Plus, I would think, unlike a voice call, communication doesn't need to occur in real time. If the network is busy processing other signals, the data from a CPAP machine can just be ordered to be resent later, or captured now and sent to the recipient at a later time when the network is less busy. It wouldn't take up much bandwidth, anyway, so it doesn't cost much. Plus, there's that volume discount thing!
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#26
(05-10-2016, 09:28 PM)Hmm888 Wrote: For those considering either of these two models.

Let me share something interesting. As mentioned previously, I am now on a trial with the AirSense10. Previously, I was using the Dreamstation. My home machine is also a legacy Respironics.

With the same settings for all the machines. Both Respironics (old and new) give me about the same readings for AHI. However, with AirSense, the readings are much, much better ie. my AHI is a lot lower with their machine using the same settings.

I don't why there is such a discrepancy. My guess is that perhaps the Resmed machine does a better job of predicting events and responding to them. Then again, maybe Resmed's scoring is inaccurate?

I had the opposite experience. I had an AHI of 2 or 3 when I used a ResMed S8 AutoSet II. I'm now getting 0.2 with a Respironics System One Auto. It all depends on the individual.
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#27
(05-10-2016, 11:40 PM)big_dave Wrote: I had the opposite experience. I had an AHI of 2 or 3 when I used a ResMed S8 AutoSet II. I'm now getting 0.2 with a Respironics System One Auto. It all depends on the individual.
Years ago, I did a trial with my existing machine and another Resmed machine, I believe it was the Resmed Autoset Spirit. At that time, I did bit better with my Respironics than the Resmed. Perhaps Resmed changed their algorithm with the S10?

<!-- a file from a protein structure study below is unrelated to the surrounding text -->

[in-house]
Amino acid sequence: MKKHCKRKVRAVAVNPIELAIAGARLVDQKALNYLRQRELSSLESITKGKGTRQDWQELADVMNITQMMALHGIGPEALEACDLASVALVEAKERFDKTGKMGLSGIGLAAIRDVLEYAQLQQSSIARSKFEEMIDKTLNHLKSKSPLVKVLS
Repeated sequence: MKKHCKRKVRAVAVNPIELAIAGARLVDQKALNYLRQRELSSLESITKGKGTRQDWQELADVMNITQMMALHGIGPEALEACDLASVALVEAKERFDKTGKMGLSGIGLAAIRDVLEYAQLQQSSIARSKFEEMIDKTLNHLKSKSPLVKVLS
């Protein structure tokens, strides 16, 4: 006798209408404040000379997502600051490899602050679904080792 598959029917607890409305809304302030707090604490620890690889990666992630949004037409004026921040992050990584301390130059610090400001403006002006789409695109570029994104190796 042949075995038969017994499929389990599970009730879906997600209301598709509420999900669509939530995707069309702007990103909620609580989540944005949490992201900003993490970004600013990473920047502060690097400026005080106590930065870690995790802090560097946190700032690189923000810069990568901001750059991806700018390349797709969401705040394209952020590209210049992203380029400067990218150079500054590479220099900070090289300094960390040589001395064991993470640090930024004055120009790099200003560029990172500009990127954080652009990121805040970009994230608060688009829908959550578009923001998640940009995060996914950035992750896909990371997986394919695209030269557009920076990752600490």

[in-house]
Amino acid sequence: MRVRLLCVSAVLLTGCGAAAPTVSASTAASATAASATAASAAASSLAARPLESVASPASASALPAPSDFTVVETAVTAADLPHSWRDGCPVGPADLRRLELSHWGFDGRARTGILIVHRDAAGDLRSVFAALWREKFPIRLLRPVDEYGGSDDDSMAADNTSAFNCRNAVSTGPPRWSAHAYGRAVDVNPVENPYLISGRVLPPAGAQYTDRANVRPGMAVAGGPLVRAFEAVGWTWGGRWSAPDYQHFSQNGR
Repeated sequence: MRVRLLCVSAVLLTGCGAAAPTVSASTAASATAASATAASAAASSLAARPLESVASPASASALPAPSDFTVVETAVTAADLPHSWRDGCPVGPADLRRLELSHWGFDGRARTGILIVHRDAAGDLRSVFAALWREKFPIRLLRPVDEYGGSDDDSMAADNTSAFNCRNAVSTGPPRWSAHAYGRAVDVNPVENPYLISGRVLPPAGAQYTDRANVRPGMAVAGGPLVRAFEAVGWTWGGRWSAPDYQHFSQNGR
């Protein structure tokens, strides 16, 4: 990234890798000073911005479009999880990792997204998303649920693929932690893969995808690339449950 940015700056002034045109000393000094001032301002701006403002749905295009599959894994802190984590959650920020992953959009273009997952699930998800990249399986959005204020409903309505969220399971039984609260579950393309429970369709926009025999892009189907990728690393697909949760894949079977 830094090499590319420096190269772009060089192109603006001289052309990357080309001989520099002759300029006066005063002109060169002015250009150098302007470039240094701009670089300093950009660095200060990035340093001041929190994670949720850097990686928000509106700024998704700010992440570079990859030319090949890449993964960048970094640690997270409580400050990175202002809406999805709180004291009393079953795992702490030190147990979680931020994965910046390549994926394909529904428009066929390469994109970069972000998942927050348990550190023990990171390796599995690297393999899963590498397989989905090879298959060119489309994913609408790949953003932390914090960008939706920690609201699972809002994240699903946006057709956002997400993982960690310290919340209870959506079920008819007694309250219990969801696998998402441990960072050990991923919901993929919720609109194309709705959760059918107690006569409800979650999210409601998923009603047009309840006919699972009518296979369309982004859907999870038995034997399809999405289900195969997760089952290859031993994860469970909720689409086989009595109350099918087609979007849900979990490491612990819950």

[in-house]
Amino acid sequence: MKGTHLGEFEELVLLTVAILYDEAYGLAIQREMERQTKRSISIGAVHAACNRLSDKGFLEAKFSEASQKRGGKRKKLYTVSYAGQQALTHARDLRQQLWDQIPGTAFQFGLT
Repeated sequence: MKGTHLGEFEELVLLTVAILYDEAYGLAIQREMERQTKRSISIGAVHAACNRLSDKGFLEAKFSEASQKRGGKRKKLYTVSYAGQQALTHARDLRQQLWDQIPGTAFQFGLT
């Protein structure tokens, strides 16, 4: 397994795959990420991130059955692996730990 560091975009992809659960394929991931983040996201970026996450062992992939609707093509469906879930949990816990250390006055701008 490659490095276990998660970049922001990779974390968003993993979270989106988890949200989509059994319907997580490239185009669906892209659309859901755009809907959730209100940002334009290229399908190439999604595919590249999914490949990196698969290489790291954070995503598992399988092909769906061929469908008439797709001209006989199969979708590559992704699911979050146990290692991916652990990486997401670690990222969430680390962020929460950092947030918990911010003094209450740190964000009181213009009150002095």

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#28
"However, there is no information on how Resmed is able to connect to a cellular provider. Cellular providers don't give away their service. With the exception of 911 calls, there is a cost."

I'm taking possesion of an A10 on Tuesday. I asked this same question of my DME supplier. She told me that they pay Resmed $18 for lifetime cellular service when the unit is issued. This still sounds a little too low to me, and is probably responsible for some of the initial cost of the unit. This is the same type of service used by my alarm company that allows me to set the alarm from my cellphone. It takes very little bandwidth to send this amount of data and is good business for the cell network.

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#29
What is the reliability like with the AirSense 10?

I know it is a bit premature to determine this with the Dreamstation but my trial unit is acting a bit funny. Sometimes the display won't turn off for a very long time even when smartsense is activated. Others have reported noise issues too with the machine, largely attributed to the seals wearing out on the humidifier.
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#30
(04-24-2016, 09:00 PM)vsheline Wrote: Personally, compared to 'Flex which is Philips Respironics' style of pressure reduction during exhalation, I prefer the feel of EPR, which is ResMed's style of pressure reduction during exhalation. Unlike A-Flex, ResMed EPR does not drop the pressure early, while we are still trying to finish the last little bit of our inhalation.

Thank you for stating this. I use a Resmed machine and was recently tested on BPAP to see if that would work better. The Respironics machine kept cutting off before I was finished inhaling. Really annoying. The tech didn't know how to fix it. This tells me it's a function of the machine. That's a relief.